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e A. S. membership, 2.220; founds Boston Evangelical A. S. S., 252; recantation, 335.—Letter to G., 2.335. Fitchburg (Mass.), resolutions as to Liberator, 2.266-268, 270, 271. Fletcher, Richard [1788-1869], career, 1.496; speaks at Faneuil Hall meeting, 496, election opposed by Lib., 2.81; moved by Lovejoy's death, 188. Florida, admission as a slave State, 2.246. Floyd, John [d. 1837], 1.31. Follen, Charles Theodore Christian, Rev. [b. Romrod, Germany, Sept. 4, 1796; d. Long Island Sound, Jan. 13, 1840], arrived in U. S., 1.441, naturalized, 442, sides with abolitionists, 441, persecuted therefor, 1.442, 2.102; joins Cambridge A. S. S., 1.463; literary style, 461; reproves G.'s language, 457; on Channing's riot sermon, 406; desired an officer of Mass. A. S. S. by G., 2.87; speaks at legislative hearing, 97, 102; meets H. Martineau, 99; loses Harvard professorship, 102; at Mrs. Chapman's, 105; praise of the Grimkes, 205; at Peace Convention, 228; death, 335.—Letter to
Edward L. Pierce, Memoir and letters of Charles Sumner: volume 2, Chapter 21: Germany.—October, 1839, to March, 1840.—Age, 28-29. (search)
se joined, all now broken down and crushed! And Dr. Follen Rev. Charles Follen, 1795-1840; a German patriot, doctor of civil and ecclesiastical law, lecturer in several Continental universities, and an exile for his devotion to liberty. He emigrated to this country in 1824, became a Unitarian clergyman, and was a professor in Harvard College. Both he and his wife, an American lady, espoused the Anti-slavery cause at an early period. He perished in the burning of the Lexington on Long Island Sound, on the night of Jan. 13, 1840. He was a professsor at Harvard when Sumner was an undergraduate. is gone; able, virtuous, learned, good, with a heart throbbing to all that is honest and humane. In him there is a great loss. I am sad, and there is no one here to whom I can go for sympathy. But I shall soon be with you. . . . I still think of that miserable cargo of human beings so disgracefully sacrificed. No man holds his life at a paltrier price than I do mine, but however I may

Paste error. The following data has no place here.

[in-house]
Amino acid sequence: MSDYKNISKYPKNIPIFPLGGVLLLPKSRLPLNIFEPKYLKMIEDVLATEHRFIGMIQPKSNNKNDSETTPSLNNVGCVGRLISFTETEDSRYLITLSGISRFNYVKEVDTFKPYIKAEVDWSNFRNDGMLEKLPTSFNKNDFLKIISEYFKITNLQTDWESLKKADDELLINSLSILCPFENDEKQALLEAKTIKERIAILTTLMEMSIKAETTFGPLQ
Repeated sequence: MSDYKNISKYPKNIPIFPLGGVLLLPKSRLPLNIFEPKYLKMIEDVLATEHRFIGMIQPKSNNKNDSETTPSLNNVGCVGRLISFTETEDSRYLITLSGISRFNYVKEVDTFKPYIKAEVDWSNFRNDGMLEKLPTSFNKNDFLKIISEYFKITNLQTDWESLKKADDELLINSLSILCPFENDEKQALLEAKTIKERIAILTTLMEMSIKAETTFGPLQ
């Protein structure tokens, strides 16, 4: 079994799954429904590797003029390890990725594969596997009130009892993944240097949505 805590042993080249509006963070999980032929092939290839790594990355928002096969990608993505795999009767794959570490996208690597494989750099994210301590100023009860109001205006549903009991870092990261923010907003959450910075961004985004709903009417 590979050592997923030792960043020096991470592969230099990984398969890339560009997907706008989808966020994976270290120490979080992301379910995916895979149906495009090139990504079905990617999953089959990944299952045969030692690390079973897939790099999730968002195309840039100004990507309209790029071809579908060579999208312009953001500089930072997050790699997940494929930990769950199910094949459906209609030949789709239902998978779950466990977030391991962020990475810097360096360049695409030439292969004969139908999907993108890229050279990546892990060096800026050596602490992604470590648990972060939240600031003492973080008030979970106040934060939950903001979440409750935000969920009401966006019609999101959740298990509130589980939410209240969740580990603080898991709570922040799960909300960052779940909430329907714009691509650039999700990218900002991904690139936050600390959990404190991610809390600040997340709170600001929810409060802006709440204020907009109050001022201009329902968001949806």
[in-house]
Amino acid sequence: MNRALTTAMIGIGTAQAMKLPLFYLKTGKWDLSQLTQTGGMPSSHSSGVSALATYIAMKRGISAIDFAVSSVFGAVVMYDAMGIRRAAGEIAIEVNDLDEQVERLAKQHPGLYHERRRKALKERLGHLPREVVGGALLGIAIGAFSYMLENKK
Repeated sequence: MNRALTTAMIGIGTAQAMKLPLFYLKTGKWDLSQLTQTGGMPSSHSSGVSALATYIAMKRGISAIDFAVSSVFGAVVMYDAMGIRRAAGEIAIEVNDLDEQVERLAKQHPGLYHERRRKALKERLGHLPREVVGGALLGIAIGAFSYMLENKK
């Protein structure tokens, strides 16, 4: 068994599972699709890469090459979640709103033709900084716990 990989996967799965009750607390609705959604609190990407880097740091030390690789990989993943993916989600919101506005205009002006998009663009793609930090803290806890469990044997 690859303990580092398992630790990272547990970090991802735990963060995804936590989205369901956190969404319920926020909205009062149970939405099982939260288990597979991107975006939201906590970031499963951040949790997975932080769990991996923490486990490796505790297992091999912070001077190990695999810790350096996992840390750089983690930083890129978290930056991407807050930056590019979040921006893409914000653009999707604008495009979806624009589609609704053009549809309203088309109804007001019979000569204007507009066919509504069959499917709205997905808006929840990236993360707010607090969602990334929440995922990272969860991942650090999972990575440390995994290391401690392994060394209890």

eighty, from forty to one hundred tons each, 1666 Fifteen French vessels arrive in the harbor, June 8, 1711 Fifty building at the wharves, July, 1741 All the British driven from the harbor, June 14, 1776 Fifty-two clear from the Custom-House, July 13, 1844 One hundred and twenty-nine arrived to-day, May 14, 1846 The Franklin wrecked at Wellfleet, Mar. 1, 1849 Steam. The North America arrived from St. Johns, Nov. 21, 1839 Ships Steam. The Lexington burned on Long Island Sound; 150 lives lost, Jan. 13, 1840 The Unicorn, first of the Cunard line, arrived in Boston, June 4, 1840 Fever, raging with emigrants at Deer Island, June, 1847 Shot Richard Ames, on the Common, for desertion, Nov. 3, 1768 A boy in Dock square, by a revenue informer, Feb. 11, 1770 Valentine Ducat, on the Common, for desertion, Sep. 1, 1774 William Ferguson, on the Common, for desertion, Dec. 24, 1774 Elijah Woodard, on the Common, for desertion, Oct. 5, 1777 Sol